So, I’ve decided to just dive right into how this happened. For over a year, I had been dealing with gut wrenching pain that would drive me to tears. Due to a combination of my ignorance about FMLA, my stubbornness about going to the doctor, and my company’s attendance policy, I did not go to the doctor about my problems. I would have bloody diarrhea for about a month and it would go away. I would lose a bit of weight, but never really thought much about it. I didn’t recognize the warning signs that something serious was going on.
Among the diarrhea, I had decreased appetite (because of the pain), my hair had started to thin and get dried out and brittle, weight fluctuated more than is normal, and I was pretty anemic. That started probably around February of 2013. It wasn’t until March of 2014 that I went through a pretty bad break up and was stressed at work and had been taking a few too many Advil and Aleve for back pain, that the stress finally pushed me so far I ended up in the ER.
I had been having the bloody diarrhea for just over two months. I could barely get through my days because I was hardly eating. I was losing a lot of weight, but when I started throwing up on an empty stomach, I realized something else was wrong. I was already on attendance probation because I had been sick earlier in the year, so I was afraid to leave work early to go to the doctor. By that time I’d already had some bad dizzy spells and then the vomiting. The head of my department was useless as all he said to me was, “You know what options you have available to you,” and went back to texting on his phone.
I really didn’t know what options I had available to me. I went back to my desk, afraid and disheartened. I didn’t know what to do. The supervisor sitting next to me had come back from a meeting, saw how bad I looked and suggested I apply for FMLA, especially since I looked bad enough for her to suggest the ER. I called the numbers she provided (she had an FMLA case open) and found out that I would qualify. I immediately left work and drove myself to the ER. Only to find out later, I shouldn’t have driven myself. They found I was severely dehydrated and there was clearly something going on with my gut that was not right.
I was kept over night, which turned into a week. My mother was terrified that first night, because of how clammy my skin was, how ashen my face looked and how little energy I had. After a few days of IV therapy and some hospital food I was forced to eat, the color started to return and my energy started to increase. I had a colonoscopy after a few days and they discovered many ulcers in my colon. Turns out, I had ulcerative colitis. The bad news was, it wasn’t going away, ever. The good news was, with medication, I could keep it under control. So, they got me started on a medication, got me to the point where I could go away and put me on steroids to help fight down the flare up I had.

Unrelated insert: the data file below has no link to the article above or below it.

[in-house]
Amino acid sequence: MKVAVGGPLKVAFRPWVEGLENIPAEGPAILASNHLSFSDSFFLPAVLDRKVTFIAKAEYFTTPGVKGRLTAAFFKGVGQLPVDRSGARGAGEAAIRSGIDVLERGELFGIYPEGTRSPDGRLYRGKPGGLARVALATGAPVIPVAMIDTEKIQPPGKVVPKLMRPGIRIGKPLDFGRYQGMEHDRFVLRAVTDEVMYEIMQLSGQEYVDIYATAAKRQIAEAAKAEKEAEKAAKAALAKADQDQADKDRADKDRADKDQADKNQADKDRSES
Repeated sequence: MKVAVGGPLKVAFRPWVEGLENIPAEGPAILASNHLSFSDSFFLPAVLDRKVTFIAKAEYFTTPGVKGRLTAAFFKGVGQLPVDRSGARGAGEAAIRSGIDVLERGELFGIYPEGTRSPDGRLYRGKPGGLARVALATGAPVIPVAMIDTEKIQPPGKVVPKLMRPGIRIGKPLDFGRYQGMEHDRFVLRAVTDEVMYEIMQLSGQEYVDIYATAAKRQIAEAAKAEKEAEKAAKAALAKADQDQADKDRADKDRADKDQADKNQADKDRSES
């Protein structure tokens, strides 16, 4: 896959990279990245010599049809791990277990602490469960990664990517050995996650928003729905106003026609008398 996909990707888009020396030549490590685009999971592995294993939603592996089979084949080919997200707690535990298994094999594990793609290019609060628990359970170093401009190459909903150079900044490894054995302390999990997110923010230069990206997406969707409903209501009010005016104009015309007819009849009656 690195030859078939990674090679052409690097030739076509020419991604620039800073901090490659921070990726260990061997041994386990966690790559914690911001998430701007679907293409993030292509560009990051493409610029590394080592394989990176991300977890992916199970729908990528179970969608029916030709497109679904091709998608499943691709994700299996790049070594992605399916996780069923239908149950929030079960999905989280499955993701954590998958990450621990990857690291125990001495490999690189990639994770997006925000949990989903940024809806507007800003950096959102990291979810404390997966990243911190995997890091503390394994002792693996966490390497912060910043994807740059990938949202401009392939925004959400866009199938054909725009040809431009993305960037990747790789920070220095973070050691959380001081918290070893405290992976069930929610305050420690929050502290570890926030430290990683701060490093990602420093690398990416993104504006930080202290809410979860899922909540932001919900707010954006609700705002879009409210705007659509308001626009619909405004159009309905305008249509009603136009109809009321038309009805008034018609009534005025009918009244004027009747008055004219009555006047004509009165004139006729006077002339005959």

Unfortunately, I had a reaction to the medication that caused me to feel like I was having a heart attack. After putting off the symptoms of UC until I was in the ER, I decided not to mess with this and went back to the ER. I wasn’t having a heart attack, but I was having an allergic reaction to a medication almost no one has an allergic reaction to. Yes, I am that kind of special butterfly.
So, after another week in the hospital (the cardiac section this time), they determine I’m okay, just need a different medication and send me home. After much discussion with my insurance company, they accept that I can’t take the meds I’m allergic to, and accept the new medication.
This post won’t go into details about what UC is or my day to day bits. This is simply this overview of how I got to surgery. So we’ll skip over most of 2014. I missed over half my scheduled shift for the year, due to flare ups, while we waited for the steroids and therapy meds to level out. By December, I had one last flare up and then it seemed everything was normal. Or as normal as I could be. Unfortunately, that last flare up caused me to end up on attendance probation at work, because I had used up all the FMLA time I had available. I missed one more day and ended up getting fired, losing my insurance.
I’m not sure why I didn’t apply for the Oregon Health Plan at that point, but I didn’t. I couldn’t afford the medication that was over $500 a month and went without therapy meds for just over 6 months without a flare up. We thought the stress of my previous job was what was causing the problems. Then another flare up hit me, hard. By then I had was on OHP so I tried to go the same route as before, therapy meds and steroids. Unfortunately, when I went in to see if the meds were doing any good, I was barely able to walk, due to severe dehydration and physical exhaustion. I wasn’t allowed to go to work that day, and my doctor told me I could either drive home (yes, he laughed when he said that) and try aggressive fluid therapy, or I could check myself in to the hospital (which was across the parking lot). I opted for the hospital.
I am going to cut this post off here. The next part of this story is a story all on its own. And you probably need to rest your eyes before continuing.